Even if we are reluctant to treat glaucoma, we are still confronted by any number of patients who are appropriately listed as “suspects.” How do we deal with those? Do we send every .6 cup “out” to a practice that will happily run standard testing such as pachymetry, OCT, and computerized visual fields?

Will the patient return? We tend to think so, but the grim reality is that the recipient of the referral is perceived as “better” or somehow more advanced. (Why would the patient be sent there, if they weren’t?) Then there is that glitzy optical department that paves the way to the check-in desk……

It’s simply an economic necessity that primary care optometrists monitor their own glaucoma suspects, even if they aren’t going to treat.

The modern instrumentation of Humphrey VF with progression analysis, pachymetry, and OCT have been game changers. We can now detect the earliest of glaucomatous changes with confidence and reproducibility. Compare this to the analysis of stereo photographs and Goldmann visual fields, both of which had enormous subjectivity and doubt. We are simply so much better at caring for glaucoma suspects that there is no need to send most patients out for specialty care.

Circa 1983, classic teaching was that one glaucoma suspect in ten would actually suffer glaucomatous damage. Nothing in the last 35 years has persuaded me to think otherwise. Are you prepared to send ALL of these patients out for consultation? As we seem to be shifting away from materials profitability, it is imperative that we maintain the medical model as primary care, not specialty. Treat what you can, and learn and grow from the experience by interacting with specialists who treat what you can’t.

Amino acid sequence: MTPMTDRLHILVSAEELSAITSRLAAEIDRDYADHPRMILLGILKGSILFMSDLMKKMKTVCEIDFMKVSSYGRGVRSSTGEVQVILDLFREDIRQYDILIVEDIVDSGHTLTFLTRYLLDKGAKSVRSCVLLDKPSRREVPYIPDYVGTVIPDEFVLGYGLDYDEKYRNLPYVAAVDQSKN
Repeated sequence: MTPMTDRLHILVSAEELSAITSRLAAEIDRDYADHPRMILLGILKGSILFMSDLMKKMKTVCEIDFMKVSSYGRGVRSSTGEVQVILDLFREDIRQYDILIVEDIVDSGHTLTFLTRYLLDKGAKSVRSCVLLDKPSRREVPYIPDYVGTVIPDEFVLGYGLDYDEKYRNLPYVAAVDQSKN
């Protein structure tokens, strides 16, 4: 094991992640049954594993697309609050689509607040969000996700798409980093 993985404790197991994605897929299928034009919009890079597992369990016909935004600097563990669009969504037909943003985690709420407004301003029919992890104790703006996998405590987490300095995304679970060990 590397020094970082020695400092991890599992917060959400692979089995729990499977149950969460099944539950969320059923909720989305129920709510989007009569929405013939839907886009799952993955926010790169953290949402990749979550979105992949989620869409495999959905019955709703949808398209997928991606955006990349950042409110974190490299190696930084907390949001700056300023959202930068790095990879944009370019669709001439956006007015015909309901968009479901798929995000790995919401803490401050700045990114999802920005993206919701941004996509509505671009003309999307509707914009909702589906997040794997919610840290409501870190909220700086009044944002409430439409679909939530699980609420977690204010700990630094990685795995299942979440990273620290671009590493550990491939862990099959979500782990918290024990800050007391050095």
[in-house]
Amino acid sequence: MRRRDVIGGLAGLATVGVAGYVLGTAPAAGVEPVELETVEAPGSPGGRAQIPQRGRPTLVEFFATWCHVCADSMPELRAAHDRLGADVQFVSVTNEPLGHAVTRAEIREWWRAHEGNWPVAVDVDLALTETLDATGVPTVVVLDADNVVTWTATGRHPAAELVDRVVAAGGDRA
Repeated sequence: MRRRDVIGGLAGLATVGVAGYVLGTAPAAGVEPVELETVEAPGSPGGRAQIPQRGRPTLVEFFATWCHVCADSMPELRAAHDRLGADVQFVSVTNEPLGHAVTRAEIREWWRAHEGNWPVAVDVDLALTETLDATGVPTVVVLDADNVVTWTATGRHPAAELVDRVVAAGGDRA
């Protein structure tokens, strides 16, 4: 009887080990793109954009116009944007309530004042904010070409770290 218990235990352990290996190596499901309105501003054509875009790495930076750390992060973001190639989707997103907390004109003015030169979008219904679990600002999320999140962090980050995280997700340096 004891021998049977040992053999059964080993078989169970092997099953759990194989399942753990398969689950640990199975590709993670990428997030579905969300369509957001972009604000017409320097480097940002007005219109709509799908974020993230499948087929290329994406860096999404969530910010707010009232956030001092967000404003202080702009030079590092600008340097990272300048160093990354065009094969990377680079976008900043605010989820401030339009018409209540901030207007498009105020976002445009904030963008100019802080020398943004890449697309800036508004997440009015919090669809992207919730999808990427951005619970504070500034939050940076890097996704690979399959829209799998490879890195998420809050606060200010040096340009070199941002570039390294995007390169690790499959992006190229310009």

Footnotes
¹https://www.reviewofoptometry.com/article/red-disease-is-it-haunting-your-glaucoma-diagnoses
²https://www.aao.org/eyenet/article/rx-side-effects-new-plaquenil-guidelines-more?may-2011

Bill Potter
Associate Editor, Dugout Dirt Editorial for odsonfb.com. Dr. Bill Potter is the senior optometrist at Millennium Eye Care in Freehold, New Jersey. Millennium is a multi-subspecialty optometry/ophthalmology practice, where Bill has practiced for 31 years. Prior to this, he served for 3 years as a Captain and optometrist in the U.S. Air Force. Bill is a graduate of the University of Pennsylvania and the Pennsylvania College of Optometry. He serves as a member of the Review of Optometry’s Editorial Board. The Primary Care Optometry News honored Dr. Potter in 2016 by listing him as one of the “PCON 250” top leaders and innovators in his field. Dr. Potter has a special interest in uveitis and other ocular inflammatory diseases and has lectured and published many articles in this area. Most recently, Bill’s CE article on “Red Disease in Glaucoma” appeared in the March 2017 Review of Optometry.